The Tanacross B-4 1:63,360-scale quadrangle, through which the Alaska Highway runs, is in east-central Alaska about 100 mi west of the Yukon border. The surficial geologic mapping in the quadrangle is in support of the 'Geologic Mapping in support of land, resources, and hazards issues in Alaska' Project of the USGS National Cooperative Geologic Mapping Program. The Tanacross B-4 quadrangle contains parts of two physiographic provinces, the Yukon-Tanana Upland and the Northway-Tanana Lowland. The gently rolling hills of the Yukon-Tanana Upland, in the northern and eastern map area, rise to about 3,100 ft. The Northway-Tanana Lowland, in the western and southern map area, contains the westerly flowing Tanana River. Elevations along the floor of the lowland generally range between 1,540 and 1,700 ft. The dominant feature within the map is the Tok fan, which occupies about 20 percent of the map area. This large, nearly featureless fan contains a high percentage of volcanic clasts derived from outside the present-day drainage of the Tok River.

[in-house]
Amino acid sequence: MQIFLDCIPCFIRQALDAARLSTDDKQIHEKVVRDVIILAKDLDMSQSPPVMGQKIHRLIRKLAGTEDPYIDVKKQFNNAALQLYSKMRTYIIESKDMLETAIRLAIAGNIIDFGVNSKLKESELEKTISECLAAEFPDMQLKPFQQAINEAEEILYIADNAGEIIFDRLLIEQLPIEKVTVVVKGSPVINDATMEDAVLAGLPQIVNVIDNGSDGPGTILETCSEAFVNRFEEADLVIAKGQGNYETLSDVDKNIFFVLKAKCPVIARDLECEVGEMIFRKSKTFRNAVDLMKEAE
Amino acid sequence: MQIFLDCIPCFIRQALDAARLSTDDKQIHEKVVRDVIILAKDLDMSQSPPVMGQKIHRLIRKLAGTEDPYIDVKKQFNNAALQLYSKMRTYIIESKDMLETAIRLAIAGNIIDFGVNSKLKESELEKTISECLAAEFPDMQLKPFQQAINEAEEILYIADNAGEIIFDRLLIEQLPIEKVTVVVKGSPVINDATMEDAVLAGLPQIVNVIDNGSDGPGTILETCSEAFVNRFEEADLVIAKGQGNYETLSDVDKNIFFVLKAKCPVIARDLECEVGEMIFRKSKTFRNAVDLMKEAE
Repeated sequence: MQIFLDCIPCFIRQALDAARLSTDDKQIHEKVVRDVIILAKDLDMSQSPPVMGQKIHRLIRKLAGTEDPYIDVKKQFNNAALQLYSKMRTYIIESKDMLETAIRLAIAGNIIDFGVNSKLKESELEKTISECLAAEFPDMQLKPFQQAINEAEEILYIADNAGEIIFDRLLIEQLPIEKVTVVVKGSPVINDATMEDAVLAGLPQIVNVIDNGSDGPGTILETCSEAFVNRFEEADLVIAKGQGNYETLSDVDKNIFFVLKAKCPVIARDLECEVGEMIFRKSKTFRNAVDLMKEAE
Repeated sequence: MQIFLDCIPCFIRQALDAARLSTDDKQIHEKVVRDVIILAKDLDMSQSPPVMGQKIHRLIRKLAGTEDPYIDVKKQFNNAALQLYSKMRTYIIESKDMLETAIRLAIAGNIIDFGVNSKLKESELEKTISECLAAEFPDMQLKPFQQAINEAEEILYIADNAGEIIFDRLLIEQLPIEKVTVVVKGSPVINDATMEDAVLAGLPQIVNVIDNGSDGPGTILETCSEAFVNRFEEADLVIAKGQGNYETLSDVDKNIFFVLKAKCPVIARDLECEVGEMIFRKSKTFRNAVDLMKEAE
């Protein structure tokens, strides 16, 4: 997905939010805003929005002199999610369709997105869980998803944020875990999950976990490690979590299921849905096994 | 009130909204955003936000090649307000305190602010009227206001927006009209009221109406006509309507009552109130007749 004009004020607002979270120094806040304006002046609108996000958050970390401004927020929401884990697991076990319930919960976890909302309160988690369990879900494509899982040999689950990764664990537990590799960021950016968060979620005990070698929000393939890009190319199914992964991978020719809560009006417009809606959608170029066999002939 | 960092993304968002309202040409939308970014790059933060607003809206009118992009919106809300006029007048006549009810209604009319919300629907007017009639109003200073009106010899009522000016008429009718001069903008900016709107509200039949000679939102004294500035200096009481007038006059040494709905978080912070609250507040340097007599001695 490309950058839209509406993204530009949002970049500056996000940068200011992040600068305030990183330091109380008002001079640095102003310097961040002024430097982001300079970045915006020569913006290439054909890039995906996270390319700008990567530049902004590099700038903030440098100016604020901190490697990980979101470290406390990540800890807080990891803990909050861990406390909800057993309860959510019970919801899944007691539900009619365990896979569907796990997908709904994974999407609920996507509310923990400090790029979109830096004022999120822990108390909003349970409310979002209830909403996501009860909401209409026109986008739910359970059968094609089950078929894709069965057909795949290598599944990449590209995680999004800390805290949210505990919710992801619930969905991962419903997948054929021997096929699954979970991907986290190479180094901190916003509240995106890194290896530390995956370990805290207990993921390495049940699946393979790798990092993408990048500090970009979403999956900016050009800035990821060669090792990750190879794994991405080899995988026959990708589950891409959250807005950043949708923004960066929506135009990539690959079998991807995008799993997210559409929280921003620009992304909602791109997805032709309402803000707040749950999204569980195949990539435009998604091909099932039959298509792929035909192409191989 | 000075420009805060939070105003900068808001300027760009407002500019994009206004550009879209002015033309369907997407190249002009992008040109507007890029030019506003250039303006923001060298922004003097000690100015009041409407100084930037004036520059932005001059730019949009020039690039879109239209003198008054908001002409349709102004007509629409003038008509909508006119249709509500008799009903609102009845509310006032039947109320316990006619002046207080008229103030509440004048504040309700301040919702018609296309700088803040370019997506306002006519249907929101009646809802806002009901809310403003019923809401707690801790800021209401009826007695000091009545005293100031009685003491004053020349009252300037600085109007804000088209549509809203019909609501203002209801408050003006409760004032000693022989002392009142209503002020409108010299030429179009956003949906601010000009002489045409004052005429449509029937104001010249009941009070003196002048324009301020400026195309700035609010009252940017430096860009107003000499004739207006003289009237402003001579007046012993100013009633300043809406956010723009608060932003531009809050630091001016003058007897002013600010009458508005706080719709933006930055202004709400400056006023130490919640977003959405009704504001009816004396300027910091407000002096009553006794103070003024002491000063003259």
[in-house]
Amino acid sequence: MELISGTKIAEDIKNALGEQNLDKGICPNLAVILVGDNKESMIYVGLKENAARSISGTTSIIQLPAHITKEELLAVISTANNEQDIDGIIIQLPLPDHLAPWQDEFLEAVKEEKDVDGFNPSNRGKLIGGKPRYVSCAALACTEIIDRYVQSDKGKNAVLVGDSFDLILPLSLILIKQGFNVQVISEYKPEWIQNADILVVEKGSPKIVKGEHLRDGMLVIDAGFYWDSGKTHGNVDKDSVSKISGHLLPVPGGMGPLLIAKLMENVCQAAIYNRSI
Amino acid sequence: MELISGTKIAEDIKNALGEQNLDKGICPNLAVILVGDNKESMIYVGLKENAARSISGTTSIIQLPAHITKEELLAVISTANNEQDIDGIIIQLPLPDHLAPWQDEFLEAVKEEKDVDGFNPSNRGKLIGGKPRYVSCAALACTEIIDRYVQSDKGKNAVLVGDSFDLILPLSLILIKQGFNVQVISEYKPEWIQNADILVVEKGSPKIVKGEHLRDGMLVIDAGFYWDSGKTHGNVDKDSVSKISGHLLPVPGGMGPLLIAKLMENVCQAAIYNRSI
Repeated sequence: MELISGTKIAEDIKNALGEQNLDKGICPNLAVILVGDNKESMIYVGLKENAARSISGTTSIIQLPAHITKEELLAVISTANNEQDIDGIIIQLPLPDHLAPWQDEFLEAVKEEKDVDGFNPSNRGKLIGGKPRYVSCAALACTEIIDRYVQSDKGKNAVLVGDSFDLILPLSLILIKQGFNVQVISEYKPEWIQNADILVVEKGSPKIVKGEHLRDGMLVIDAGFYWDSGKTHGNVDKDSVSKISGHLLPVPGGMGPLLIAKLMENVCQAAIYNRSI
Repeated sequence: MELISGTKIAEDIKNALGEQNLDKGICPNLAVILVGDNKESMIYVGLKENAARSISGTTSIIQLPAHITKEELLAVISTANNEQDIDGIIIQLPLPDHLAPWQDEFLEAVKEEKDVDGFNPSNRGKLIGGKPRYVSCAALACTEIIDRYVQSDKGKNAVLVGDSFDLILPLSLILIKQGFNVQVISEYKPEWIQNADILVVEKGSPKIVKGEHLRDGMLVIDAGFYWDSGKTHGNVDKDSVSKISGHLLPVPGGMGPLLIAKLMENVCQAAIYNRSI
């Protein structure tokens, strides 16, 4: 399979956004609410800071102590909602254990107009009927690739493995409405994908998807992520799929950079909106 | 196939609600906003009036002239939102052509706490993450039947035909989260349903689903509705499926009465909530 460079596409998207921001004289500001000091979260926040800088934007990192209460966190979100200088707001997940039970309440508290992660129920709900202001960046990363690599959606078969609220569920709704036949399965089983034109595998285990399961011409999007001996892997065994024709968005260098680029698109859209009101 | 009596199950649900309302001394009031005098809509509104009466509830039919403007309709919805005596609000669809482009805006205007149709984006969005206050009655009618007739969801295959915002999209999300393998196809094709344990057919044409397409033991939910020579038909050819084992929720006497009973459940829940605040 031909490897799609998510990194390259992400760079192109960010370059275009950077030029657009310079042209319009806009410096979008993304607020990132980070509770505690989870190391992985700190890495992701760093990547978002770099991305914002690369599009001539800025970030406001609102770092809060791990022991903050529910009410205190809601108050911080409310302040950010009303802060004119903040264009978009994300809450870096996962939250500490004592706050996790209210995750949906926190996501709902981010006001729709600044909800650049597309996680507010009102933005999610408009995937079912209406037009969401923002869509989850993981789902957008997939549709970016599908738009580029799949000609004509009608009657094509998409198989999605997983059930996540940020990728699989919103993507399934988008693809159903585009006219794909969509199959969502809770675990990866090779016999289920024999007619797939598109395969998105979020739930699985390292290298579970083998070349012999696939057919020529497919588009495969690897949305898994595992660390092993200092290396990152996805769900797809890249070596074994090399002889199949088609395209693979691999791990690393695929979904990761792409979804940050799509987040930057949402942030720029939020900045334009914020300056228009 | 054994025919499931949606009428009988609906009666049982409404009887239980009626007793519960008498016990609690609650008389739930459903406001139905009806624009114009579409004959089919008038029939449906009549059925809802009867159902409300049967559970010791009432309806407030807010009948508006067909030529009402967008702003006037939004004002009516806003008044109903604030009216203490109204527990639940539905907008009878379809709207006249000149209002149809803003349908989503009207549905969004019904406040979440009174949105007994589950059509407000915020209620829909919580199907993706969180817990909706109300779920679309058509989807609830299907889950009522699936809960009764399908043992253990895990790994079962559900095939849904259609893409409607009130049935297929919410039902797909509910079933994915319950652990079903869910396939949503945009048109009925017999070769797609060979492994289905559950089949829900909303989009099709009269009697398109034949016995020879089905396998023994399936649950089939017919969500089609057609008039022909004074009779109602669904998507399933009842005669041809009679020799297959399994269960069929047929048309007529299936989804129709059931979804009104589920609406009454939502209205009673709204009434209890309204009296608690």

The map provides interpretations of the Quaternary surficial deposits and associated geologic hazards in this area of the upper Tanana valley. Because the map area is dominated by various surficial deposits, the map depicts 13 different Quaternary surficial units consisting of man-made, alluvial, colluvial, organic, lacustrine, and eolian deposits. Deposits shown on this map are generally greater than 1 m thick. The map is accompanied by a text containing unit descriptions incorporating information pertaining to material type, location, associated hazards, resource use (if any), and thickness.